Mark 11:1-11 (ESV)

Now when they drew near to Jerusalem, to Bethphage and Bethany, at the Mount of Olives, Jesus sent two of his disciples and said to them, “Go into the village in front of you, and immediately as you enter it you will find a colt tied, on which no one has ever sat. Untie it and bring it. If anyone says to you, ‘Why are you doing this?’ say, ‘The Lord has need of it and will send it back here immediately.’ ” And they went away and found a colt tied at a door outside in the street, and they untied it. And some of those standing there said to them, “What are you doing, untying the colt?” And they told them what Jesus had said, and they let them go. And they brought the colt to Jesus and threw their cloaks on it, and he sat on it. And many spread their cloaks on the road, and others spread leafy branches that they had cut from the fields. And those who went before and those who followed were shouting, “Hosanna! Blessed is he who comes in the name of the Lord! 10 Blessed is the coming kingdom of our father David! Hosanna in the highest!” 11 And he entered Jerusalem and went into the temple. And when he had looked around at everything, as it was already late, he went out to Bethany with the twelve.

While on the road from Jericho to Jerusalem, Jesus sent two of his disciples ahead to get a young, unbroken donkey. According to Jewish tradition, a king’s horse should never be ridden by anyone else. If someone were to question the disciples, Jesus instructed them to reply, “The Lord has need of it.” Jesus referred to himself as “Lord,” suggesting his divine authority. Some did question the two disciples. They repeated what Jesus told them, and the bystanders simply let them go. The two brought the young donkey to Jesus and threw their cloaks on its back to form a last-minute saddle. As Jesus rode into Jerusalem, many took off their cloaks and joined in the procession. But instead of throwing them on the donkey, they threw their cloaks on the road. They spread branches on the road too. Then the crowd began to call out, “Hosanna!” This word was originally used as a prayer to God and can be translated “Save, I pray.” “Hosanna in the highest” meant “Save us now, O God in heaven.” The crowds called for a blessing upon the one who came in the name of the Lord and upon the coming kingdom of David. Verse 11 says Jesus went into the temple and looked around to see how it was being used. Little did those around him know that the God the temple was constructed to worship was actually standing right there in the midst of them.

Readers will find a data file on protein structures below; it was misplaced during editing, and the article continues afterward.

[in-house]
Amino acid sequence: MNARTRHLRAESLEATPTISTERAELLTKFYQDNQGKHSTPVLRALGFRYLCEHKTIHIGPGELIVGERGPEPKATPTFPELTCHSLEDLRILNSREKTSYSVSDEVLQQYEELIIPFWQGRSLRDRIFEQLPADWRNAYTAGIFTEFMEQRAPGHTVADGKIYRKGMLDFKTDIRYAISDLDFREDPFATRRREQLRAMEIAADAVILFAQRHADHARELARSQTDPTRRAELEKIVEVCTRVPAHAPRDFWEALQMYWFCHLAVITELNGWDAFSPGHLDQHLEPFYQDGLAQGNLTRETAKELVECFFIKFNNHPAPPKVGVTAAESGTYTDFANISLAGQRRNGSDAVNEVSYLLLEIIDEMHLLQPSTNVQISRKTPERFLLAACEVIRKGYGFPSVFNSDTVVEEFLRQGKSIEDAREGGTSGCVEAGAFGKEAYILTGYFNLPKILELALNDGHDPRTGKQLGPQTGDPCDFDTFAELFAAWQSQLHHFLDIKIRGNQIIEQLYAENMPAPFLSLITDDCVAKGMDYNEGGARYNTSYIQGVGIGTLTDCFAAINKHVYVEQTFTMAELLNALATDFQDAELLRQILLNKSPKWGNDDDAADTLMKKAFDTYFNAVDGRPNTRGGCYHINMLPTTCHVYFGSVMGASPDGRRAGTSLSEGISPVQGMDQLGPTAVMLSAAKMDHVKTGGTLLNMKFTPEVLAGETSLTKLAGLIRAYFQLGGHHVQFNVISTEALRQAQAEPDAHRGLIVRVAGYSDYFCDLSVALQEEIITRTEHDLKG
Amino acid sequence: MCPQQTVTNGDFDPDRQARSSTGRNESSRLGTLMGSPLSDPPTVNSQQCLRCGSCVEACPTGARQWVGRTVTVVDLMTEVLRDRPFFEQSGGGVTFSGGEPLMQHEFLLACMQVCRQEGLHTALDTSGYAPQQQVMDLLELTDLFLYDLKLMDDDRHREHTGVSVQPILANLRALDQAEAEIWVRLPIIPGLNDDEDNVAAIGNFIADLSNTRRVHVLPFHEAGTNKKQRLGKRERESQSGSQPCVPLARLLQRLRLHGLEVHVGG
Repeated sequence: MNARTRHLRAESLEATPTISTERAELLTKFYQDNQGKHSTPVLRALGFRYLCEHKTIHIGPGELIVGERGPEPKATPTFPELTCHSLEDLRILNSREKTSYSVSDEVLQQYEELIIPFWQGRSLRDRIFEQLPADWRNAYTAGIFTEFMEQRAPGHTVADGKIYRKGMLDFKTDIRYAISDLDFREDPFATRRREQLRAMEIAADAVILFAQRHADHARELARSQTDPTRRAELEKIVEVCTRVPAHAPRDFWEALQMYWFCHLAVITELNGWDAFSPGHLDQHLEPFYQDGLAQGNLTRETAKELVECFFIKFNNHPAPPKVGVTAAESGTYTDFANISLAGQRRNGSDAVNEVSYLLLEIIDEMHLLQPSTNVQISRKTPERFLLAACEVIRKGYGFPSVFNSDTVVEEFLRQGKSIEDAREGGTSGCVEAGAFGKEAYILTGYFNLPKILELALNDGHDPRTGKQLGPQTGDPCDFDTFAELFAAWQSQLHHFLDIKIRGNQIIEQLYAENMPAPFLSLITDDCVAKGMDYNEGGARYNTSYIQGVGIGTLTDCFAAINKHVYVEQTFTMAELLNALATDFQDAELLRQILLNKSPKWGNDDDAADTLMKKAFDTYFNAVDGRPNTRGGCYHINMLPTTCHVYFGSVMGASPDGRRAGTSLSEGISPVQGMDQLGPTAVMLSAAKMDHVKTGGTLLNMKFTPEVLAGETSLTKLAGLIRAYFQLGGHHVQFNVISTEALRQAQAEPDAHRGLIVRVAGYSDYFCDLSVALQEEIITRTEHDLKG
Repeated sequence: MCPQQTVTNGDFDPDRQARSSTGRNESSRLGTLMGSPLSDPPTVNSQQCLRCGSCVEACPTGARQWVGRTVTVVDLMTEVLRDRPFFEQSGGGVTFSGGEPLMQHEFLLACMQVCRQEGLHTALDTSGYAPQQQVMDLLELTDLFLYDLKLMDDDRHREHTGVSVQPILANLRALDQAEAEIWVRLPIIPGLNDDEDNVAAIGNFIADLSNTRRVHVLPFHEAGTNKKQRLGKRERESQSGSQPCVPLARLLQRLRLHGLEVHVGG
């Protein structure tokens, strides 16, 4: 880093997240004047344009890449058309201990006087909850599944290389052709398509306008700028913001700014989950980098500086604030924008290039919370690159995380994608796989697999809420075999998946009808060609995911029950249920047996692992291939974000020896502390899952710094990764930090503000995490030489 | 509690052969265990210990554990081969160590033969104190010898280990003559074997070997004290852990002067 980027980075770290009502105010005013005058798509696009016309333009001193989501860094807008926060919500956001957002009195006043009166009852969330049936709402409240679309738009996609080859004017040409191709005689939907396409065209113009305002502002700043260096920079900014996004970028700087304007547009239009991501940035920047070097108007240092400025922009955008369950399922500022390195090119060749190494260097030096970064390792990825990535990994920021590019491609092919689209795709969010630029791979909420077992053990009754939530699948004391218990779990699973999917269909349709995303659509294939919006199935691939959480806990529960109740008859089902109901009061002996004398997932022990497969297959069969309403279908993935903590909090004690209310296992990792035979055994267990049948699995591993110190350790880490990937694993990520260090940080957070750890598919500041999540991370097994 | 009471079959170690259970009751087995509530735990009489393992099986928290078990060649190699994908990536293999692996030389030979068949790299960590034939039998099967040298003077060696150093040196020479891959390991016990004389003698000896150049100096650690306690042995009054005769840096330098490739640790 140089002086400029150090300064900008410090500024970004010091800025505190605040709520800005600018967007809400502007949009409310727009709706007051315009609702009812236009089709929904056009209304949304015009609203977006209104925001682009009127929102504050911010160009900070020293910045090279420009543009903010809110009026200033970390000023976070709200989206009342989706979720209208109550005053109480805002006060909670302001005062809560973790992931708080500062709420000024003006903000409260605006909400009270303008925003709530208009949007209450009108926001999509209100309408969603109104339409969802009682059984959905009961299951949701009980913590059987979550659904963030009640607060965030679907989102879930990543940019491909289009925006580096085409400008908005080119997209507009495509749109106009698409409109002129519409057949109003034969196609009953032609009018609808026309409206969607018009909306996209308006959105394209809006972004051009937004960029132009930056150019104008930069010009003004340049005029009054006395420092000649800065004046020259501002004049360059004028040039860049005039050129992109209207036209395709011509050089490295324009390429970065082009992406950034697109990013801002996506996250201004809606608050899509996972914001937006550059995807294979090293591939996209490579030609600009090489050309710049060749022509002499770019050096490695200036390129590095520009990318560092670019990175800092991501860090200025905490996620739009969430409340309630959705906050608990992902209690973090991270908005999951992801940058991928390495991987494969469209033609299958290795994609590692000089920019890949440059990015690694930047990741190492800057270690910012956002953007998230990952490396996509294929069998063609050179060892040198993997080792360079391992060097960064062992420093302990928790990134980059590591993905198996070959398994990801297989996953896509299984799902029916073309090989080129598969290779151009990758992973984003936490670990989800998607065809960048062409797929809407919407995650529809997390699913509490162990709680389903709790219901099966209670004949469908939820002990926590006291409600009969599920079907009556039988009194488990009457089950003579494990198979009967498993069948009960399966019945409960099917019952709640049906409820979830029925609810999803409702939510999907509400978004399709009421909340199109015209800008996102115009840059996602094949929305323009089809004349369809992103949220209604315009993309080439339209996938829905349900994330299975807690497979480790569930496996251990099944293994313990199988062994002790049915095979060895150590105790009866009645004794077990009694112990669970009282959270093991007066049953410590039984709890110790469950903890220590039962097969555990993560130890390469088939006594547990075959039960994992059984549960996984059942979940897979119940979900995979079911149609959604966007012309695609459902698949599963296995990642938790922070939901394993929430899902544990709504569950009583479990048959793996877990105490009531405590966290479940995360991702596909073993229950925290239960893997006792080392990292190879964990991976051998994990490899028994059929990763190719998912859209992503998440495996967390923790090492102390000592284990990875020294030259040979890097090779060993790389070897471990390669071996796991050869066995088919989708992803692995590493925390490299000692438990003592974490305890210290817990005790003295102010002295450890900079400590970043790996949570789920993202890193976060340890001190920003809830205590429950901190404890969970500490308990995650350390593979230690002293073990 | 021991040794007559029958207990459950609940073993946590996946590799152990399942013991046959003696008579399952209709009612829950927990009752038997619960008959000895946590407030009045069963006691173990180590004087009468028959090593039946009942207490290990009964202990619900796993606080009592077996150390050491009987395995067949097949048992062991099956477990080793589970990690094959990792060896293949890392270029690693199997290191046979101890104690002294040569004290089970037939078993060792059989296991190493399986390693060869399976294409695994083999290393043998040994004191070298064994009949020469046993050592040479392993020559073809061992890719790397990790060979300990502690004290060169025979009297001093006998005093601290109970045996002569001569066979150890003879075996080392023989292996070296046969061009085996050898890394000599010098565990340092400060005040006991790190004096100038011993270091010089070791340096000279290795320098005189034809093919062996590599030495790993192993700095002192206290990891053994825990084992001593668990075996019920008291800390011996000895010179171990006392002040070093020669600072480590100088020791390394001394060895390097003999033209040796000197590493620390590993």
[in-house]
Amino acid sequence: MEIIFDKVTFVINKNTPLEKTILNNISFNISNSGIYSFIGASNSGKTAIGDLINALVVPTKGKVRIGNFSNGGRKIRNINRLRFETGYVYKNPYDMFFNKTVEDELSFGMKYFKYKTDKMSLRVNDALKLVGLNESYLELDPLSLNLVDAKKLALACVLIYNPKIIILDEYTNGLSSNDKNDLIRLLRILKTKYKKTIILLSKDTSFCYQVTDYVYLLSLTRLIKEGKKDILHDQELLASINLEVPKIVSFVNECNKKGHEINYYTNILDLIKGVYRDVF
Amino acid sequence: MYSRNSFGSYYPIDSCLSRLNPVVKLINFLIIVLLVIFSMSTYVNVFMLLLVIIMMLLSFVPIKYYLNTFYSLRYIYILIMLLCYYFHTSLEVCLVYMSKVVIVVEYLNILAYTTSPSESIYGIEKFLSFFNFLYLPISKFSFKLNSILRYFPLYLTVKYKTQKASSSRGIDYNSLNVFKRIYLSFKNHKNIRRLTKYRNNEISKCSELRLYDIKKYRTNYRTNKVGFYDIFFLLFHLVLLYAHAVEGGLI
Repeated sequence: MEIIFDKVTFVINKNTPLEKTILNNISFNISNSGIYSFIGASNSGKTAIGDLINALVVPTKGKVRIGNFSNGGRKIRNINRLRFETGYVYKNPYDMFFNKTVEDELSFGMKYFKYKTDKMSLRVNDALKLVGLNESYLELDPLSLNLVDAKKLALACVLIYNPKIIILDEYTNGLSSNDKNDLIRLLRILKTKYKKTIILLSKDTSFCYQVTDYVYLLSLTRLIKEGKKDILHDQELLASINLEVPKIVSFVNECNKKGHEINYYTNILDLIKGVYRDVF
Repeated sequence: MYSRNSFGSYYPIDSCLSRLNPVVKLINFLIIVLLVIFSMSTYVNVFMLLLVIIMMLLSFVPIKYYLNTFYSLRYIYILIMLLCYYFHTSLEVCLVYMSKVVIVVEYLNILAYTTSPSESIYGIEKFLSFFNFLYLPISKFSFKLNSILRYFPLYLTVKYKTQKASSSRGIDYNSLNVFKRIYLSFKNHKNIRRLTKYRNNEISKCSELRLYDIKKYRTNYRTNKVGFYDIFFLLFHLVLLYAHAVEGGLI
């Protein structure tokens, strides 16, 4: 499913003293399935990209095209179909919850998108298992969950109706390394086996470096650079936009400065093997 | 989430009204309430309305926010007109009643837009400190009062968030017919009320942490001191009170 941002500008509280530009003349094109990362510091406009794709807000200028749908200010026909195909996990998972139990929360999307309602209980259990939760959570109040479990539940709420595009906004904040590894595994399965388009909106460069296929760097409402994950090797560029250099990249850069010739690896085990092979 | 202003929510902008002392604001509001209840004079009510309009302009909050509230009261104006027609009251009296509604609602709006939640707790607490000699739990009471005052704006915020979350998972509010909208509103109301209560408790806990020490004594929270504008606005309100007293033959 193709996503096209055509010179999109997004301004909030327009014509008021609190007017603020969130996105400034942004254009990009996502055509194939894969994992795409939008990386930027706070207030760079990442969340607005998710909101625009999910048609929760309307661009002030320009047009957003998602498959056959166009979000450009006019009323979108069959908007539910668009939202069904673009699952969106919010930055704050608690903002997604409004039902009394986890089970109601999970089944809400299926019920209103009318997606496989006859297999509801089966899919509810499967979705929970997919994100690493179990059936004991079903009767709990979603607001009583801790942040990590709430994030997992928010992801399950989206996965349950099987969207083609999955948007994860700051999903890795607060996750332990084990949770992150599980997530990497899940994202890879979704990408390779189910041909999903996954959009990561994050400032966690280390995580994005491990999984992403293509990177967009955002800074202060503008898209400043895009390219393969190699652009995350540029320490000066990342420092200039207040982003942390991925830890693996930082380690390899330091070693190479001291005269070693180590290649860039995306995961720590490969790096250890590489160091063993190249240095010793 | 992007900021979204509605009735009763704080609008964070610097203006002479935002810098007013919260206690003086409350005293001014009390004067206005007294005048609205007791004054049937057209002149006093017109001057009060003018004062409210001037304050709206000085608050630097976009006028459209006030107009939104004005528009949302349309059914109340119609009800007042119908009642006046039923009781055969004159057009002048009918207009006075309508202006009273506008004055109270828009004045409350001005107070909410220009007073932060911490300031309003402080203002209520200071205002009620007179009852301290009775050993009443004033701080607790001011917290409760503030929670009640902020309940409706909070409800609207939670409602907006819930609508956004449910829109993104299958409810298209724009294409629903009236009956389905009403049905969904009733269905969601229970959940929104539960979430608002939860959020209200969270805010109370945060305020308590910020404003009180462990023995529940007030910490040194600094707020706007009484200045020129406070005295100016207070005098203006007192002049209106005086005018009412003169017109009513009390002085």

Jesus knew what was coming. He gave the two disciples specific directions because he had everything prearranged. Jesus foresaw not only the plan to get the donkey and the right response to questioners, he knew everything that was coming. We wonder what it would be like to know the future, and yet we often forget there are future things we already know. For example, we all know our time on earth is limited. We know we won’t be here forever, but even though we know this we often try to push it out of our thinking. We somehow believe that if we don’t think about it, it won’t happen soon. But not to consider our end isn’t wise. Maybe we need to make some changes today in light of what we know about the future. Let’s never forget that even though we don’t have all the details like Jesus did, we aren’t totally in the dark about what’s coming, and we’re responsible to live accordingly.